Here’s a summary for Andy Adams blog:

If you have yet to indulge…

This special issue is being produced in a limited edition run – all individually numbered. When it’s gone, it’s gone. Don’t miss out – be sure to pre -order now… not so much a magazine – more a mini book!


This is a very special issue and essential TBL summer reading – many thanks for all your support

With just over a week  go to the TBL Led Zeppelin at Knebworth 40th anniversary gathering, here is all the info:



Led Zeppelin at Knebworth 40 Years Gone:

No Sleeping Bag Required…

40th Anniversary TBL Celebration Day Event:

Sunday, August 4, 2019

Following on from last September’s hugely enjoyable Led Zeppelin 50th Anniversary ‘It’s been a Long Time’ TBL gathering, later this year we are going back to the excellent Atlas pub in Fulham,London to celebrate the 40th anniversary of Led Zeppelin performing those two memorable shows at Knebworth – 40 years to the day of the first date, and this time around there’s no sleeping bag required….

Here’s the details:

Dave Lewis and Julian Walker Present:

Led Zeppelin at Knebworth 40 Years Gone – No Sleeping Bag Required…

40 Anniversary TBL Celebration Day Event

Sunday, August 4, 2019

The Atlas Pub

16 Seagrave Road, Fulham, London, SW6 1RX

From 12.00 Midday to 8.30PM

Nearest tube: West Brompton (District Line, London Overground, and Southern train services)

This is a great opportunity to get together and celebrate those landmark last UK performances – of which many reading this will have attended.

A Day of Led Zep Celebration – Guest Speaker Forums, Video Playbacks, Led Zep Knebworth Quiz and more

Guest Speakers to include:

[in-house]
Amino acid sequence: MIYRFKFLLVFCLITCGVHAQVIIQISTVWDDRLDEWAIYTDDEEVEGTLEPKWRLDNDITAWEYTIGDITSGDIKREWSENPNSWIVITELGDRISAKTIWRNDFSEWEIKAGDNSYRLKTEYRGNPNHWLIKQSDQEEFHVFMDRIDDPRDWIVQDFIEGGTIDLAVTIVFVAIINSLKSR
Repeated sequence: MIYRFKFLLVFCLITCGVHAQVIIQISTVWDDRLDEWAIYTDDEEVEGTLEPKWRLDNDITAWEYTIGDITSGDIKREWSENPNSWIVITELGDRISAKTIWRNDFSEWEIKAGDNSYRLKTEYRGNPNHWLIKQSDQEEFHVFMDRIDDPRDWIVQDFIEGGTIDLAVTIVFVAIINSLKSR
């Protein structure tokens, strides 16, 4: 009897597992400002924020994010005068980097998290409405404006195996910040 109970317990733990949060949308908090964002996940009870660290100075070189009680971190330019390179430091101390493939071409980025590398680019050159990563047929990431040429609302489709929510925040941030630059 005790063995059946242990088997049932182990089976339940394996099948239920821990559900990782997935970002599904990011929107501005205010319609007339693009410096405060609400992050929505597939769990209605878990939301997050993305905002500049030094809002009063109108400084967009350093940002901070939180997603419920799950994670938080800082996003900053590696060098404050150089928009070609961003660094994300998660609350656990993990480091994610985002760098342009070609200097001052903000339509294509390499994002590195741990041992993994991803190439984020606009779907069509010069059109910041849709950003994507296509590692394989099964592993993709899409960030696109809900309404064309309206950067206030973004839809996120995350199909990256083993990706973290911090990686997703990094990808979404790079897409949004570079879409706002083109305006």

Former Melody Maker  journalist and much respected author and music chronicler   Chris Charlesworth

Legendary Zep Tape Documentary book author Luis Rey

The esteemed Andy Adams – fountain of Zep knowledge

Phil Tattershall presenting ‘Confessions of a Led Zeppelin Taper at Knebworth 1979

Joseph Whiteside from Vancouver relays the story of how he came to be mentioned by Robert Plant on the Knebworth stage

Mick Bulow and Pat Mount on their experiences out in the field

A Day of Led Zep Celebration – Guest Speaker Forums, Video Playbacks, Led Zep Knebworth Quiz and more


Advance tickets for this event are now on sale – price £12.00

Please note, there is a ceiling limited on how many we can accommodate – so order your ticket as soon as possible to ensure entry.

Order tickets via Pay Pal at the link here:

Please note, there is a ceiling limited on how many we can accommodate so order your ticket as soon as possible to ensure entry.

We look forward to seeing all that can make it along –

Dave Lewis & Julian Walker  – July 24 , 2019.

John Paul Jones announces Japanese performances:  

This via John Paul Jones website:

Sons of Chipotle cover an uncommonly vast area of the musical map and both John Paul Jones and Anssi Karttunen are thrilled to be making their Japanese debut performance in September in Tokyo at the famous Pit Inn, Shinjuku on the 3rd and the 5th September.

It is incredibly rare to find two of the finest musicians in the world performing in such an intimate setting for what will be a series of remarkable concerts. Both musicians are known to be curious minds, always ready to learn and to discover. When they improvise, borders disappear, they are free to migrate beyond prejudices, across continents. In a world where walls are being built and people are told where they cannot go, Sons of Chipotle want music to be a place of openness.

There will be two performances per day at The Pit Inn featuring John Paul Jones on piano and electronics, with Anssi Karttunen on cello and electronics. Sons of Chipotle are deeply honoured to have two extraordinary guest artists join them on both days:

Otomo Yoshihide (Japan)
Jim O’Rourke (USA)

These performances are not to be missed!

Tickets go on sale: SUNDAY 28th July at 10 AM Japan Time

Ticket Sales at Pia
Tel: 0570-02-9999,
P code: 159-113
See link at:

Robert Plant Digging Deep Podcast 4:

Episode Four: Robert talks about Like I’ve Never Been Gone from the Pictures At Eleven album – superb song….